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    being used, and touted, for applications as diverse as personalised information management, electronic commerce, interface design, computer games, and management of complex commercial and industrial processes. Despite this proliferation, there is, as yet, no commonly agreed upon definition of exactly what an agent is — Smith et al. (1994) define it as “a persistent software entity dedicated to a specific purpose”; Selker (1994) takes agents to be “computer programs that simulate a human relationship by doing something that another person could do for you”; and Janca (1995) defines an agent as “a software entity to which tasks can be delegated”. To capture this variety, a relatively loose notion of an agent as a self-contained program capable of controlling its own decision making and acting, based on its perception of its environment, in pursuit of one or more objectives will be used here. Within the extant applications, three distinct classes of agent can be identified. At the simplest level, there are “gopher ” agents, which execute straightforward tasks based on pre-specified rules and assumptions (eg inform me when the share price deviates by 10 % from its mean position or tell me when I need to reorder stock items). The next level of sophistication involves “service performing” agents, which execute a well defined task at the request of a user (eg find me the cheapest flight to Paris or arrange a meeting with the managing director some day next week). Finally, there are “predictive ” agents, which volunteer information or services to a user, without being explicitly asked, whenever it is deemed appropriate (eg an agent may monitor newsgroups on the INTERNET and return discussions that it believes to be of interest to the user or a holiday agent may inform its user that a travel firm is offering large discounts on holidays to South Africa knowing that the user is interested in safaris). Common to all these classes are the following key hallmarks of agenthoo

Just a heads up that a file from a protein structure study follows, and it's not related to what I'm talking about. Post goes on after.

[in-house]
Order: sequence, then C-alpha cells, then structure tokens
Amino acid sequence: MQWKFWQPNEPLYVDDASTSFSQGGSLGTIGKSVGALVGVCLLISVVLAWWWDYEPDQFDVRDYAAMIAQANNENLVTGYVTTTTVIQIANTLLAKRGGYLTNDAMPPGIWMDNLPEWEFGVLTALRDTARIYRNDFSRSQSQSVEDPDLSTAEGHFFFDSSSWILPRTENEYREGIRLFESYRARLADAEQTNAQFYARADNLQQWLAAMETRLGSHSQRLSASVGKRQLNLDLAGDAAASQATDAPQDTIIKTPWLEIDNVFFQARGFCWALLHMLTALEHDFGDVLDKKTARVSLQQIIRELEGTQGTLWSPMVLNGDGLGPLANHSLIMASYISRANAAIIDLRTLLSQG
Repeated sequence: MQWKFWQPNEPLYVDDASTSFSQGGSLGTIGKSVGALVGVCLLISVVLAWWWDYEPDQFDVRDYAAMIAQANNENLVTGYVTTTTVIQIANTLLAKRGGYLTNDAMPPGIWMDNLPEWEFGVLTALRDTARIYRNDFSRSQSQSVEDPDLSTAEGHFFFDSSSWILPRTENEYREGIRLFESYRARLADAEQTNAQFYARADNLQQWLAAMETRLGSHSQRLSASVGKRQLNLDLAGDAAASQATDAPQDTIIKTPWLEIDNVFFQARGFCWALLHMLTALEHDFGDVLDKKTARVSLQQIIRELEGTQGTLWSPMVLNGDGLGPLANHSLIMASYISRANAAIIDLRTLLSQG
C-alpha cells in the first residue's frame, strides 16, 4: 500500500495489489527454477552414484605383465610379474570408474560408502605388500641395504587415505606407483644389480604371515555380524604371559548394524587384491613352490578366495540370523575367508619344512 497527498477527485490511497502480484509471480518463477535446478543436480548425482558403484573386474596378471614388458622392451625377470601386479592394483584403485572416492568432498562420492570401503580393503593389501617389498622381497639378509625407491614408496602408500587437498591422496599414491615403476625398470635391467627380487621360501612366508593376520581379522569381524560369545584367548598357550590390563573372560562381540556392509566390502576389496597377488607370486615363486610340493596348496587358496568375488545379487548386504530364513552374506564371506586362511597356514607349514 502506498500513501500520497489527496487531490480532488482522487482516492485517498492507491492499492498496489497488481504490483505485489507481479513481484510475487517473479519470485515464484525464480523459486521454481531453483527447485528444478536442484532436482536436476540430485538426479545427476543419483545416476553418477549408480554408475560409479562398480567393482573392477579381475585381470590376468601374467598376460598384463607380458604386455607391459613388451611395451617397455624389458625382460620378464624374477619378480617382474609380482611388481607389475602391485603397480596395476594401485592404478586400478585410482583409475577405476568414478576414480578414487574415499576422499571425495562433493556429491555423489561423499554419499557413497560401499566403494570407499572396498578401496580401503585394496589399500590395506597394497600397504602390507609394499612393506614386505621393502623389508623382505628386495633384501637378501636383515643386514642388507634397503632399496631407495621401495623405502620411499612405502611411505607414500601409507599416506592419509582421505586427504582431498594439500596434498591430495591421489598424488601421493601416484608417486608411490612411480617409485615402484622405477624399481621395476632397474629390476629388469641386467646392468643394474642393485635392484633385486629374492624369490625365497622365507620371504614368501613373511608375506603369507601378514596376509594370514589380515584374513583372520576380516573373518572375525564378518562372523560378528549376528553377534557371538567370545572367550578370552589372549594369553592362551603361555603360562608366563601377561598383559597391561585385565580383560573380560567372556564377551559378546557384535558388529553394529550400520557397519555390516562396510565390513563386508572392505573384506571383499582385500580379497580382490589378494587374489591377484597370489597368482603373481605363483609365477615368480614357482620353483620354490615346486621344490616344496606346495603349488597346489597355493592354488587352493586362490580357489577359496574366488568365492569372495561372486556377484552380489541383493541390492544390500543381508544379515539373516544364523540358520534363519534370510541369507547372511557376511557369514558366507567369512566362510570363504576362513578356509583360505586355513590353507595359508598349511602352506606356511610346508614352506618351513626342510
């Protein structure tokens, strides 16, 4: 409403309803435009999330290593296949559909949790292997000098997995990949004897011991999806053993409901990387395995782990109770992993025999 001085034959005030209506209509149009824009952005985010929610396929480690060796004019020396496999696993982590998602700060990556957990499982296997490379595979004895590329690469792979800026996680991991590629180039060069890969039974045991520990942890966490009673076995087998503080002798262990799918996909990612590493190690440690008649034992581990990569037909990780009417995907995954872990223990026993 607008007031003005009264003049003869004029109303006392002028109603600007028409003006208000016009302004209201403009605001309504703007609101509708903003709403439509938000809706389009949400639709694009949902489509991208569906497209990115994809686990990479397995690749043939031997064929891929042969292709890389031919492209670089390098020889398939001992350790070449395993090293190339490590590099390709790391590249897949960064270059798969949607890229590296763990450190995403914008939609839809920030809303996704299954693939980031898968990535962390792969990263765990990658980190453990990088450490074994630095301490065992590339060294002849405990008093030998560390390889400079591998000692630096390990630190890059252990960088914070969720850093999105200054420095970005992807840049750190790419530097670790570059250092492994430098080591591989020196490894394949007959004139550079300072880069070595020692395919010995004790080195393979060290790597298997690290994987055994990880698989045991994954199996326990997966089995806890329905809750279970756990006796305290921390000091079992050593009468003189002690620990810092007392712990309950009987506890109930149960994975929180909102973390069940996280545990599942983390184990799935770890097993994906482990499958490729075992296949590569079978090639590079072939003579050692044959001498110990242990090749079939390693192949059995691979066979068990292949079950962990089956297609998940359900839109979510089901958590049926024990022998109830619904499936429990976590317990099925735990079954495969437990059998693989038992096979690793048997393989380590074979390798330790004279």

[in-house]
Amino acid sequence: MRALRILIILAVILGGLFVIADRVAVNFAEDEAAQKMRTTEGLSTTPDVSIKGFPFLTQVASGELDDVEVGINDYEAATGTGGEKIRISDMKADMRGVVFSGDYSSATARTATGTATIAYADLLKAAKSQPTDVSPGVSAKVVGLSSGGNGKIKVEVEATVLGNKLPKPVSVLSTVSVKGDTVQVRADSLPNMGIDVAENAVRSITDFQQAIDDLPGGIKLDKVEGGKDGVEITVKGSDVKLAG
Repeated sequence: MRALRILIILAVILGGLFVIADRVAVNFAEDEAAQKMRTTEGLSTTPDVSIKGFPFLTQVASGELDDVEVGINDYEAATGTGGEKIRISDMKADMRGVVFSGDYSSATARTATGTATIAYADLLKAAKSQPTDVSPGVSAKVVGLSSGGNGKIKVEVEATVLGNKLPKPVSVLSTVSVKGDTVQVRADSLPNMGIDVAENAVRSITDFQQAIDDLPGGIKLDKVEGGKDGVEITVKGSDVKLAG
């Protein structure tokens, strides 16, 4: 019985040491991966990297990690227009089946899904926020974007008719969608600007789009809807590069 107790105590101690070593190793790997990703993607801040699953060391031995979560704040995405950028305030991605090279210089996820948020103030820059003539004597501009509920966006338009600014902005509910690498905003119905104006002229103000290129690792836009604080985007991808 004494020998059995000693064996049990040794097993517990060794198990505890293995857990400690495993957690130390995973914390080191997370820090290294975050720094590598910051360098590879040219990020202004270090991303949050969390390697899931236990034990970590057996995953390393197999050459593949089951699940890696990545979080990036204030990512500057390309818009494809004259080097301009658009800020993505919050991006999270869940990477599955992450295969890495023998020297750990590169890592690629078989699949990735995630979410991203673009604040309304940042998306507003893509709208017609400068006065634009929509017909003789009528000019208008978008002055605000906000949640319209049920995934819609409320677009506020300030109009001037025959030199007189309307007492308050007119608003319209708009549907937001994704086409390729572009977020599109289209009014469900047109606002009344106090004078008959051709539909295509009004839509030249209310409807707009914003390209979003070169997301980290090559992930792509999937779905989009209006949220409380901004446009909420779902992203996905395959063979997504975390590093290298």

Pitfalls of Agent-Oriented Development

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    While the theoretical and experimental foundations of agent-based systems are becoming increasingly well understood, comparatively little effort has been devoted to understanding the pragmatics of (multi-) agent systems development - the everyday reality of carrying out an agent-based development project. As a result, agent system developers are needlessly repeating the same mistakes, with the result that, at best, resources are wasted - at worst, projects fail. This paper identifies the main pitfalls that await the agent system developer, and where possible, makes tentative recommendations for how these pitfalls can be avoided or rectified

    A comparative study of game theoretic and evolutionary models for software agents